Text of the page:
Economics of a cold war?

Hany Ghoraba
Tuesday 4 Aug 2020

Accusations made by the Trump administration against the Chinese government over the Covid-19 pandemic have added to the ongoing US-Chinese economic war

The Covid-19 crisis has battered the global economy like no other event since the 1929 Great Depression. However, the economic prospects for 2020 were not great even before the crisis, with many economic experts warning earlier this year that the global economy was slowing down to the point where a recession could become inevitable.

Then came the coronavirus pandemic, ripping apart the dim hope that the global economy could survive such a recession. In May, UNDESA, the UN Department of Economic and Social Affairs, estimated global economic losses as a result of the crisis to reach at least $8.8 trillion and the world economy to shrink by 3.2 per cent overall.

But these already grim estimates were made at a time when the coronavirus outbreak was still in its relative infancy and the number of infections was less than five million cases worldwide. By the beginning of August, the number of infections had surpassed 18 million cases globally, with the United States alone reporting over 4.8 million cases and 158,000 deaths to date.

Other countries such as Brazil and India have been similarly battered, with Brazil reporting 2.7 million cases to date and India reporting 1.75 million. Countries with huge numbers of infections include Russia, South Africa, Mexico and Peru. These numbers have led the UN to modify its predictions, saying that over $10 trillion has already been spent by countries worldwide to combat the effects of the pandemic.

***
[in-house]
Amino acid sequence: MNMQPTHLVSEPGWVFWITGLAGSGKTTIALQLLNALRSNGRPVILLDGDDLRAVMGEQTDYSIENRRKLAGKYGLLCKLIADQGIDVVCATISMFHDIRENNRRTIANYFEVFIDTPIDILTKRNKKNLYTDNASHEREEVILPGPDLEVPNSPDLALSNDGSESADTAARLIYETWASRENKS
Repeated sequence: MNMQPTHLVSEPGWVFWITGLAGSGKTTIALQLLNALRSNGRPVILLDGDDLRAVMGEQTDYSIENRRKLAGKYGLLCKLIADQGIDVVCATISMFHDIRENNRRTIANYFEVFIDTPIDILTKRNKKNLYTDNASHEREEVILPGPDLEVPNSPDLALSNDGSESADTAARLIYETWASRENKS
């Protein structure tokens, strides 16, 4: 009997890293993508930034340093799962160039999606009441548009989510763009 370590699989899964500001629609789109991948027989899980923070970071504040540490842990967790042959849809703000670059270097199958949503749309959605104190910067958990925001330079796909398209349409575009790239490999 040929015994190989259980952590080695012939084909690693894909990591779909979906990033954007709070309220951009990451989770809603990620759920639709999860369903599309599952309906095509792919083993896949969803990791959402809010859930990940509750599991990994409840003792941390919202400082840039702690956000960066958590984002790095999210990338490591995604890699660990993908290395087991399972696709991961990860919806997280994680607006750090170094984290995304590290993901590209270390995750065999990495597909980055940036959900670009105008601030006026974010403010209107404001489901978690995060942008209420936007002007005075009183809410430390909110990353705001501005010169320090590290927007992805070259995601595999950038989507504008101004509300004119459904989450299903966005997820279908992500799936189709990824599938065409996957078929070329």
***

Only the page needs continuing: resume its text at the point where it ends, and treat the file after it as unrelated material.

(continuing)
Amidst this mayhem there is also the intensifying economic cold war between the United States and China. This is not something that can be overlooked since it involves the world’s two economic superpowers. US President Donald Trump has also blamed China for causing the global pandemic that has taken the US by storm, accusing Chinese officials of covering up the spread of the virus until it had become a pandemic.

Trump has accused the UN World Health Organisation (WHO) of being complicit in hiding the ferocious nature of the virus from the global media. The US administration then withdrew its funding from the WHO and later withdrew from the organisation altogether.

The Chinese government has responded to the US accusations by saying that they are baseless and tainted by political motivations. It has blamed Trump for provoking racism by pinning the outbreak on the Chinese state. This political and diplomatic spat has also fuelled an ongoing economic war.

Trump has extended the ban on the Chinese telecommunication giant Huawei from operating in the US until 2021, and Britain, the US’s closest ally, took much the same measure in July. The US has also sanctioned 11 Chinese companies believed to be involved in human-rights violations against Muslim Uyghurs in the Chinese region of Xinjiang

Trump has threatened to ban the popular Chinese social-media application TikTok from the US as well. As with the case with Huawei, the Trump administration has pointed to security concerns, saying that the application could be used as a tool for espionage against US citizens.

Meanwhile, China has been suffering from the repercussions of the coronavirus on its economy and the US sanctions. The Chinese authorities are battling rising protests in the autonomous region of Hong Kong, where dissidents have launched protests in response to a Chinese security law that criminalises calls for secession or subversion of Chinese rule. The law allows China to establish a security office in Hong Kong to enforce it, contradicting the autonomous nature of Hong Kong.